"On Nuke we had a huge lead, and Imperial managed to get it into overtime, where they even led with two rounds," Straube Hansen adds. "Being able to close that game was extremely important for us and says a lot about the quality and mental strength of the team."
After being denied the IEM Rio trophy by Vitality just over a month earlier, Heroic entered the grand finals with a score to settle. Vitality's comfort map, Vertigo, was to be the setting of the opening series, but Heroic weren't discouraged. Jakob 'Jabbi' Nygaard showed his quality with a stunning 4K. Two strong pistol rounds helped Heroic secure a 16-9 lead, comfortably winning the first series.
Team Heroic and Vitality on stage ahead of the grand final at the BLAST Premier Spring Final in Washington DC, USA.

Heroic get ready to face Vitality in the grand final

© Stephanie Lindgren/BLAST

Vitality is a team we've done really well against, but they've improved their consistency a lot
Kasper Straube Hansen
The second series was closer, with the squads trading rounds in the first half and leading Vitality to a narrow 8-7 lead. Once the pistols began waving, though, Heroic once again took the lead, before Vitality's fraggers were activated. The scales tipped in Vitality's favour as they took bomb site after bomb site and eventually the series.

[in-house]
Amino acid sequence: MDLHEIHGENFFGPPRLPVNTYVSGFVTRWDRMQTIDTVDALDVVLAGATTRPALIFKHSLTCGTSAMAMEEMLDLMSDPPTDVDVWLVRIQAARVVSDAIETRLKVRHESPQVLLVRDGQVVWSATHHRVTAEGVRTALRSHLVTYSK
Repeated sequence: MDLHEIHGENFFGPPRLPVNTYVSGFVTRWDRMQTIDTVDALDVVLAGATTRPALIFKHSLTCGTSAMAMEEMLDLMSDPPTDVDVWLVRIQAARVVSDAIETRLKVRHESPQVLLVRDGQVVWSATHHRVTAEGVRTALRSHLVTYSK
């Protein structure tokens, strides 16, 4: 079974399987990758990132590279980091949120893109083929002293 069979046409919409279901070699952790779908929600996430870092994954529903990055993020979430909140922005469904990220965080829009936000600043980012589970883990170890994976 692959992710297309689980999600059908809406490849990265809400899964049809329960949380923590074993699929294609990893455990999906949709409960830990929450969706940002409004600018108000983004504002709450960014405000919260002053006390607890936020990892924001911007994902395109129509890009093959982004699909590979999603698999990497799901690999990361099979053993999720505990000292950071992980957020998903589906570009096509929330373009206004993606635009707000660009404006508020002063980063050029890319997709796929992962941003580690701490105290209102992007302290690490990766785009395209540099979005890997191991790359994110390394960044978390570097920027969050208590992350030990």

The tiebreaker took place on Inferno. Vitality took the initial lead, going 5-1 on the board, but Heroic weren't defeated yet. A five-round run saw them claw their way back into the lead, before a crucial pistol round allowed them to extend the lead even further. What followed were four rounds of utter domination from Heroic, as Vitality floundered. As they closed in on the trophy, it was clear that Heroic had been the finer team.
"Vitality is a team we've historically done really well against, but they've improved their consistency a lot over the last six months and they beat us last time we played them in the IEM Rio grand final," recalled Straube Hansen. "So, after they beat us in Rio and we watched them win the Paris Major, it felt great to beat them now and get some sort of revenge."
The future beyond the player break holds the possibility of major wins in Counter-Strike 2 to further establish Heroic as one of the biggest powers in European esports. If their recent performance is anything to go by, that's a distinct possibility.
Team Heroic celebrate winning at the BLAST Premier Spring Final in Washington DC, USA.

Heroic celebrate another stunning win at the BLAST Premier Spring Final

© Stephanie Lindgren/BLAST

"Now the team is going into the break, where the team can get some well-deserved rest during their vacation," concludeed Valsgaard. "Meanwhile, we're not going to be able to sit still for long, as there are so many exciting events coming in 2023 and then, of course, the CS2 Major in Copenhagen next year. Finally, we have the big questions – when will the first CS2 tournament be announced and which teams will be best at transitioning into it?"